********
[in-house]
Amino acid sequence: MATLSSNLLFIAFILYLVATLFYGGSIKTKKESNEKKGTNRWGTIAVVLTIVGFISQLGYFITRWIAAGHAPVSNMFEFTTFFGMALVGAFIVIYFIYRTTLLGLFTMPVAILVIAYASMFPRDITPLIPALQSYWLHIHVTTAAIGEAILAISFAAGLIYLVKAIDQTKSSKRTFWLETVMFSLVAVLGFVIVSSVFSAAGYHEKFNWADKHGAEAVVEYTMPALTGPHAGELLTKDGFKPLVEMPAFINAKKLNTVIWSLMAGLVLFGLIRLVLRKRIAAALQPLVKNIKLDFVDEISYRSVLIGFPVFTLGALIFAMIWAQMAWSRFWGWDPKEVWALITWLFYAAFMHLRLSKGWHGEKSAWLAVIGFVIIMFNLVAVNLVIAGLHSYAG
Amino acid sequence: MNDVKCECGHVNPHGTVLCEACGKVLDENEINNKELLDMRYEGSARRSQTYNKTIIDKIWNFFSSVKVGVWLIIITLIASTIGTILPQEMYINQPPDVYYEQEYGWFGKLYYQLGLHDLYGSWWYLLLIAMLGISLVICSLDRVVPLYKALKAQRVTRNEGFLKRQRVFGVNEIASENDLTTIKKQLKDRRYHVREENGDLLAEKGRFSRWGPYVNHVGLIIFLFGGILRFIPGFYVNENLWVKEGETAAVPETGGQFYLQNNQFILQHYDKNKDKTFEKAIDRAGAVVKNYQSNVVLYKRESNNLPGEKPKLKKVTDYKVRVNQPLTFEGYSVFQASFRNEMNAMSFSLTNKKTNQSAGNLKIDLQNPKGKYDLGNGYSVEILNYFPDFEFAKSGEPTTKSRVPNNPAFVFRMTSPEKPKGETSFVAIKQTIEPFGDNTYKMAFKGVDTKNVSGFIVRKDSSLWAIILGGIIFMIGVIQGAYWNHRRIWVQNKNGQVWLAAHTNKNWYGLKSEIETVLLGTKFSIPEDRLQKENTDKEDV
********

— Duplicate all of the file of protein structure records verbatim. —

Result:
[in-house]
Amino acid sequence: MATLSSNLLFIAFILYLVATLFYGGSIKTKKESNEKKGTNRWGTIAVVLTIVGFISQLGYFITRWIAAGHAPVSNMFEFTTFFGMALVGAFIVIYFIYRTTLLGLFTMPVAILVIAYASMFPRDITPLIPALQSYWLHIHVTTAAIGEAILAISFAAGLIYLVKAIDQTKSSKRTFWLETVMFSLVAVLGFVIVSSVFSAAGYHEKFNWADKHGAEAVVEYTMPALTGPHAGELLTKDGFKPLVEMPAFINAKKLNTVIWSLMAGLVLFGLIRLVLRKRIAAALQPLVKNIKLDFVDEISYRSVLIGFPVFTLGALIFAMIWAQMAWSRFWGWDPKEVWALITWLFYAAFMHLRLSKGWHGEKSAWLAVIGFVIIMFNLVAVNLVIAGLHSYAG
Amino acid sequence: MNDVKCECGHVNPHGTVLCEACGKVLDENEINNKELLDMRYEGSARRSQTYNKTIIDKIWNFFSSVKVGVWLIIITLIASTIGTILPQEMYINQPPDVYYEQEYGWFGKLYYQLGLHDLYGSWWYLLLIAMLGISLVICSLDRVVPLYKALKAQRVTRNEGFLKRQRVFGVNEIASENDLTTIKKQLKDRRYHVREENGDLLAEKGRFSRWGPYVNHVGLIIFLFGGILRFIPGFYVNENLWVKEGETAAVPETGGQFYLQNNQFILQHYDKNKDKTFEKAIDRAGAVVKNYQSNVVLYKRESNNLPGEKPKLKKVTDYKVRVNQPLTFEGYSVFQASFRNEMNAMSFSLTNKKTNQSAGNLKIDLQNPKGKYDLGNGYSVEILNYFPDFEFAKSGEPTTKSRVPNNPAFVFRMTSPEKPKGETSFVAIKQTIEPFGDNTYKMAFKGVDTKNVSGFIVRKDSSLWAIILGGIIFMIGVIQGAYWNHRRIWVQNKNGQVWLAAHTNKNWYGLKSEIETVLLGTKFSIPEDRLQKENTDKEDV